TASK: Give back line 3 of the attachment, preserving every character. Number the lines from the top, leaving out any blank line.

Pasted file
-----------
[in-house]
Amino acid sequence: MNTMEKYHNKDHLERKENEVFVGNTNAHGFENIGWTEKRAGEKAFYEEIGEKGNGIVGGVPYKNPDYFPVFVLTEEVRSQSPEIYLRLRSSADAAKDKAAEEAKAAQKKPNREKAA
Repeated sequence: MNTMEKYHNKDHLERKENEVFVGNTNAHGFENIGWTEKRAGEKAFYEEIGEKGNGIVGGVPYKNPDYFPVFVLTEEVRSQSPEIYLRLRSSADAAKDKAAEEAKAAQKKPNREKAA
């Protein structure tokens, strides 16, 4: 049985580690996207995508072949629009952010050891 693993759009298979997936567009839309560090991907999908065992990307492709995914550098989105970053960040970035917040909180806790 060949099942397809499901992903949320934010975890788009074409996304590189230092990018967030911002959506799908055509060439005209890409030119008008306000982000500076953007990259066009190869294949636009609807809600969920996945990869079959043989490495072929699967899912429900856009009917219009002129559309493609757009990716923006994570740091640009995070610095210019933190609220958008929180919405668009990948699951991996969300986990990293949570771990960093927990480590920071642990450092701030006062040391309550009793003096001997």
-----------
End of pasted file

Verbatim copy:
Repeated sequence: MNTMEKYHNKDHLERKENEVFVGNTNAHGFENIGWTEKRAGEKAFYEEIGEKGNGIVGGVPYKNPDYFPVFVLTEEVRSQSPEIYLRLRSSADAAKDKAAEEAKAAQKKPNREKAA